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Fact Sheet 0709 - Potassium Iodide (KI) Prophylaxis

Answers to Frequently Asked Questions

What is potassium iodide?

Potassium iodide (also called KI) is a salt of stable iodine. Stable iodine is an important chemical needed by the body to make thyroid hormones and comes from the food we eat. KI is stable iodine in a medicine form.

What does KI do?

If radioactive iodine is released into the air after a radiological or nuclear event, it can be breathed into the lungs. In most cases, once radioactive iodine has entered the body, the thyroid gland quickly absorbs it. This can cause damage to the thyroid gland.

KI works by blocking radioactive iodine from entering the thyroid. The thyroid gland cannot tell the difference between stable and radioactive iodine and will absorb both. When a person takes KI, the stable iodine in the medicine gets absorbed by the thyroid. There is so much stable iodine in the KI that the thyroid gland becomes “full” and cannot absorb any more iodine—either stable or radioactive—for the next 24 hours.

What doesn’t KI do?

KI cannot protect parts of the body other than the thyroid from radioactive iodine. KI cannot protect the body from any radioactive elements other than iodine. If radioactive iodine is not present, then taking KI is not protective.

Click to watch the video "How does KI Work?"

How well does KI work?

It is important to know that KI may not give a person 100% protection against radioactive iodine. How well KI blocks radioactive iodine depends on:

  • How much time passes between exposure to radioactive iodine and taking KI (the sooner a person takes KI the better),
  • How fast KI is absorbed into the blood, and
  • The total amount of radioactive iodine to which a person is exposed.

A single dose of KI protects the thyroid gland for 24 hours.

Taking a higher dose of KI, or taking KI more often than recommended, does not offer more protection and can cause severe illness or death.

Who can take KI?

Infants (including breast-fed infants)

Infants have the highest risk of getting thyroid cancer after being exposed to radioactive iodine.

Infants (particularly newborns) should receive a single dose of KI. More than a single dose may lead to problems with normal development later.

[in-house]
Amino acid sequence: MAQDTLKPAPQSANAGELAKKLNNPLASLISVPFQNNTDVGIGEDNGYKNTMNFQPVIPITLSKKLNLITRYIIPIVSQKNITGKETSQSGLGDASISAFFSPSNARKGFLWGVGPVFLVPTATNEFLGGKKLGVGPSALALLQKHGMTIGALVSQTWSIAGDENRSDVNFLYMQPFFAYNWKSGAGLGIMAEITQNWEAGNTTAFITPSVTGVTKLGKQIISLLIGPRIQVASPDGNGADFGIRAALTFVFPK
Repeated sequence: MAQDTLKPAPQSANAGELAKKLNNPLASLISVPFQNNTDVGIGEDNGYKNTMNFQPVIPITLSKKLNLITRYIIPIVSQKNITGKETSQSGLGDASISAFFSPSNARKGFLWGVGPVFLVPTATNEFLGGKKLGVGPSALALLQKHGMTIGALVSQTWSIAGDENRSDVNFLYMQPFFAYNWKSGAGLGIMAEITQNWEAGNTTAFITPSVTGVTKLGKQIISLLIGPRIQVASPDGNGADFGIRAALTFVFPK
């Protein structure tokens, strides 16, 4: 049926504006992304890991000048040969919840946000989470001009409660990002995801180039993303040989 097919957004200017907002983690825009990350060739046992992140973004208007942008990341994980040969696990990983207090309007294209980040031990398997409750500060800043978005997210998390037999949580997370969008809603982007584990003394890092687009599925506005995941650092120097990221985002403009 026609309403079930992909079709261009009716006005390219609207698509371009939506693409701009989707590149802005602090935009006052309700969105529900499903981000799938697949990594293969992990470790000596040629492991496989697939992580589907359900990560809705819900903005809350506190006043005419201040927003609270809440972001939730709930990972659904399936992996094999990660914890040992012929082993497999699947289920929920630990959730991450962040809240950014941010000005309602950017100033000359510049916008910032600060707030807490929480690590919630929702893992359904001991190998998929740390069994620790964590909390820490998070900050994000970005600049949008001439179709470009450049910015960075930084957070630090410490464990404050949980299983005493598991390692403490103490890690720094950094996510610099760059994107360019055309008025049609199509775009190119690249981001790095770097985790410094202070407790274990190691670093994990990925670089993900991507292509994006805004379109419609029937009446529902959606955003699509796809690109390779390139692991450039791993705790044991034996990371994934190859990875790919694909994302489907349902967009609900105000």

Children (1 year to 17 years)

The U.S. Food and Drug Administration (FDA) recommends that all children exposed to radioactive iodine take KI, unless they have known allergies to iodine.

Young Adults (18 years to 40 years)

The FDA recommends that young adults exposed to radioactive iodine take the recommended dose of KI. Young adults are less sensitive to the effects of radioactive iodine than are children.

Pregnant Women

Because all forms of iodine cross the placenta, pregnant women should take KI to protect the growing fetus. Pregnant women should take only one dose of KI following exposure to radioactive iodine.

Breastfeeding Women

Women who are breastfeeding should take only one dose of KI if they have been exposed to radioactive iodine.

Adults (40 years+)

Adults older than 40 years have the lowest chance of developing thyroid cancer or thyroid injury after exposure to radioactive iodine.

Adults older than 40 are more likely to have allergic reactions to or adverse effects from KI.

Who shouldn’t take KI?

It may be harmful for some people to take KI. You should not take KI if:

  • You know you are allergic to iodine.
  • You have certain skin disorders (such as dermatitis herpetiformis or urticaria vasculitis).
  • You have nodular thyroid disease with heart disease.

When should I take KI?

After a radiological or nuclear event, local public health or emergency management officials will tell the public if there is a need to take KI or other protective actions.

If you have any concerns about KI, using KI, or its possible health effects, contact your physician.


Centers for Disease Control and Prevention. Potassium Iodide (KI)

Oak Ridge Institute for Science and Education. How Does KI Work?

US Food and Drug Administration. Guidance: Potassium Iodide as a Thyroid Blocking Agent in Radiation Emergencies.https://www.fda.gov/downloads/Drugs/GuidanceComplianceRegulatoryInformation/Guidances/ucm080542.pdf

Where can I get additional information?

Ohio Department of Health
Bureau of Environmental Health and Radiation Protection
Radiological Health and Safety Section
246 North High Street
Columbus, OH 43215
(614) 644-2727



Last Reviewed 10/25/2018